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Western Plateau Planning Area Environmental Conditions - Vegetation

Environmental conditions reflect the geography, climate and cultural activities in an area and may be a critical consideration in water resource management and supply development.  Discussed in this section is vegetation, riparian protection through the Arizona Water Protection Fund Program, instream flow claims, threatened and endangered species, protected areas and managed waters.

Click to view Figure 6.0-11


Information on ecoregions and biotic (vegetative) communities in the planning area are shown on Figure 6.0-11.  Three of Arizona’s six ecoregions are included in the planning area: the Colorado Plateau Shrublands, which covers most of the area, the Mojave Desert in the western portion, and the Arizona Mountains Forests ecoregion in the eastern section. Biotic communities range from Mohave desertscrub in the western part of the planning area and along the Colorado River to a small area of alpine tundra in the Coconino Plateau Basin.  Much of the planning area is covered by Great Basin conifer woodland and plains and Great Basin grassland.

Alpine tundra communities are found only at the highest elevations on the San Francisco Peaks, generally over 12,000 feet. The Peaks are the southernmost climatic alpine area in the United States. Because of the relatively harsh climate, only specially-adapted species can survive.  Plants are commonly small and ground-hugging and include mosses, lichens and herbs.  An area of the Peaks has been closed to travel to protect an endemic groundsel (Senecio franciscanus), a threatened species.  Small areas of subalpine grassland are also found on the San Francisco Peaks and on the Kaibab Plateau at elevations above 8,500 feet that receive from 30 to 45 inches of annual rainfall (Grahame and Sisk, 2002).

High elevation subalpine conifer forests are limited to relatively small isolated mountaintop stands on the Kaibab Plateau and the San Francisco Peaks area at elevations of 8,500 to almost 12,000 feet with annual precipitation from 30 to 40 inches a year.  These forests consist of dense stands of fir, spruce and aspen trees and receive much of their annual precipitation as snow.  Summer precipitation is also a substantial component of annual precipitation. Bristlecone pine stands occur at elevations around 11,000 feet on the San Francisco Peaks (Brown, 1982).  Significant stands of aspen occur in places, especially in areas that have been burned.  Natural fires are relatively uncommon in subalpine conifer forests with patchy crown fires occurring about every several hundred years, and surface fires occurring every 15 to 30 years (Graham and Sisk, 2002).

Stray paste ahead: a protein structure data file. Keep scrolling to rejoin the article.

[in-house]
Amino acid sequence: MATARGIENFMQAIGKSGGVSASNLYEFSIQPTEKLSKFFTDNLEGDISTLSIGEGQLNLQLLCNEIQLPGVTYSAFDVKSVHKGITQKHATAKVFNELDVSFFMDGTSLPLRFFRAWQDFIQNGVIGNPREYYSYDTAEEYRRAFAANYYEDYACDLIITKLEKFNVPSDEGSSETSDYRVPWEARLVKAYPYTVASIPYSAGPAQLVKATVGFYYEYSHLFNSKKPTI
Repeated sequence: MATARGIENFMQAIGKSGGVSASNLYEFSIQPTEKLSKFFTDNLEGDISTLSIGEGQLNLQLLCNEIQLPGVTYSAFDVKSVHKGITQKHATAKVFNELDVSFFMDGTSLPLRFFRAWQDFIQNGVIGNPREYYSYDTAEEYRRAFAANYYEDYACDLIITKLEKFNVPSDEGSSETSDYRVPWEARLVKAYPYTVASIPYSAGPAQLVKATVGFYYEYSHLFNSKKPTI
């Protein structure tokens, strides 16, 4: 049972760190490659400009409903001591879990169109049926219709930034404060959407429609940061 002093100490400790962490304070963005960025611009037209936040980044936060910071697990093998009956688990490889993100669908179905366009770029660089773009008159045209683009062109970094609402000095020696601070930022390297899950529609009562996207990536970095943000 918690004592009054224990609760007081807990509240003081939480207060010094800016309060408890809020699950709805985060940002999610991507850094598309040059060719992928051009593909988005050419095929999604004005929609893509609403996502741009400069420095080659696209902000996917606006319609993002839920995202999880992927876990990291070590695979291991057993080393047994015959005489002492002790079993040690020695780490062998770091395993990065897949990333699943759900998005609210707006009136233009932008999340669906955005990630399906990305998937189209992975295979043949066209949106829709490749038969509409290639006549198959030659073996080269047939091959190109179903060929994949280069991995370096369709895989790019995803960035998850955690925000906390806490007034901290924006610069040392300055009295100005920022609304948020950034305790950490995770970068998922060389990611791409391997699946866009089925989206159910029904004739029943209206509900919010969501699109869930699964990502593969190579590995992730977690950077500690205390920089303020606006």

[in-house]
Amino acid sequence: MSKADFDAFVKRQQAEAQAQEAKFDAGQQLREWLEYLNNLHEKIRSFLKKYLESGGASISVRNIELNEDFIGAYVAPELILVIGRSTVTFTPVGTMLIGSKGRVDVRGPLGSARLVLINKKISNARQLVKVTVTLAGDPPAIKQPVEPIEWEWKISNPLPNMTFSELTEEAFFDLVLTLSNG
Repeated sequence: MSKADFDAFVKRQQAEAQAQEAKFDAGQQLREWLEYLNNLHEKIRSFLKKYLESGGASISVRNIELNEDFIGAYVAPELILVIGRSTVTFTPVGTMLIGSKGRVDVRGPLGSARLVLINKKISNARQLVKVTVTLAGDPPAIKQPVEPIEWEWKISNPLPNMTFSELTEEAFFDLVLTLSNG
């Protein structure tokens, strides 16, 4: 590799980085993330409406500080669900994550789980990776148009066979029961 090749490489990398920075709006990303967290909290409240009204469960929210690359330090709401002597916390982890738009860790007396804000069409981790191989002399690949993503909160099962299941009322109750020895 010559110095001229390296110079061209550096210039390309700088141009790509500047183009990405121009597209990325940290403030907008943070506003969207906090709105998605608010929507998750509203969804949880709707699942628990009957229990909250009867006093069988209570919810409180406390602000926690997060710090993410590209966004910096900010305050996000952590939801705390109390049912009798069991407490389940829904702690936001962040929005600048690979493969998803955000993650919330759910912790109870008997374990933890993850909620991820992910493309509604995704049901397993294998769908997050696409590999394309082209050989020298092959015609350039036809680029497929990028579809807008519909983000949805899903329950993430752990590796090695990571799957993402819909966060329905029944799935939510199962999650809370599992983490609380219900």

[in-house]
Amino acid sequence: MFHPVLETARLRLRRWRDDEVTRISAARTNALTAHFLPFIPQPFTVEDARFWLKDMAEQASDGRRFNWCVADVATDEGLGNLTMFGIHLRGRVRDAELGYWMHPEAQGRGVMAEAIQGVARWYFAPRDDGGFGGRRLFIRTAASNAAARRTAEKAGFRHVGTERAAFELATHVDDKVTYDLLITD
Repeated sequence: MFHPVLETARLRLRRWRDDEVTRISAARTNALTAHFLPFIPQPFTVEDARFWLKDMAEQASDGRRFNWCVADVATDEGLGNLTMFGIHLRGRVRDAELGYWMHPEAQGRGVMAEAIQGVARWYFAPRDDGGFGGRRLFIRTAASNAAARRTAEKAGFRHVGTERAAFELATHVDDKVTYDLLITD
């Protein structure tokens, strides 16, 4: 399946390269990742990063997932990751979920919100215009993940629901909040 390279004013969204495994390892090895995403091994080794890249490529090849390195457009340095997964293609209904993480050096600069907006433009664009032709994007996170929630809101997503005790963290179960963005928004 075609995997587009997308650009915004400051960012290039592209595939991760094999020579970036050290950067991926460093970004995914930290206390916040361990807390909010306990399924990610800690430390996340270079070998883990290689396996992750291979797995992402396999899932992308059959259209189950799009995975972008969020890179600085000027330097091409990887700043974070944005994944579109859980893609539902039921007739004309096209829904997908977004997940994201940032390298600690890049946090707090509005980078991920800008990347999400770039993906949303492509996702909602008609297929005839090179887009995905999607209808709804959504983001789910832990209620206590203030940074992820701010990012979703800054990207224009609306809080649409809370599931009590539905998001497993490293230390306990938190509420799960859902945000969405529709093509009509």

Rocky Mountain (Petran) and Madrean Montane conifer forests commonly occur between about 7,200 to 8,700 feet.  Above 8,000 feet in areas that receive from 25 to 30 inches of annual rainfall, the forest contains a mix of conifers that may include Douglas-fir, white fir, limber pine, blue spruce, and white pine, with ponderosa pine on warmer slopes. Aspen and Gambel oak are prominent in these forests following disturbances.  Below 8,000 feet in areas that receive about 18 to 26 inches of annual precipitation, the mix of species gives way to almost pure stands of ponderosa pine, particularly on the Kaibab Plateau and at the south rim of the Grand Canyon. About half of the precipitation occurs during the growing season, which permits forests to exist on less than 25 inches of annual rainfall, making them some of the driest forests in North America (Brown, 1982).

Great Basin conifer (piñon-juniper) woodlands cover large areas below the ponderosa pine forest at elevations between about 5,000 and 7,500 feet that receive about 10 to 20 inches of annual precipitation. Extensive stands exist throughout the planning area as shown on Figure 6.0-11.  Piñon pine dominates at higher elevation while junipers are the dominant species at lower and drier areas that may include open grasslands. Bark beetle infestations have killed large areas of piñon pine southeast of Valle and smaller areas south of the South Rim in the Coconino Plateau Basin.

Jacob Lake Area

Rocky Mountain (Petran) and Madrean Montane conifer forest near Jacob Lake, Kanab Plateau Basin.

Plains grasslands, primarily composed of mixed or short-grass communities, are widespread in the planning area at elevations above about 4,000 feet that receive between 11 and 18 inches of annual precipitation.  These areas are located primarily in the Coconino Plateau, Kanab Plateau and Shivwits Plateau basins.  On the Arizona Strip, Great Plains grassland, which is drier and receives a larger percentage of annual rainfall in the winter and spring, transitions with plains grasslands (Brown, 1982). Native bunchgrasses have been largely replaced by Eurasian annual species such as cheatgrass due to grazing and fire-suppression practices (Grahame and Sisk, 2002).

Interior chaparral occupies mid-elevation foothill, mountain slopes and canyons in the Virgin Mountains in the Virgin River and Grand Wash basins, and in several isolated locations in the southern part of the Shivwits Plateau Basin.  It is found in areas between about 3,500 and 6,000 feet in elevation that receive 15 to 25 inches of annual precipitation (Brown, 1982). Chaparral consists of dense shrubs that grow around the same height with occasional taller shrubs or small trees.  Typical shrubby species are mountain mahogany, shrub live oak, and manzanita. Chaparral plants are well adapted to drought conditions.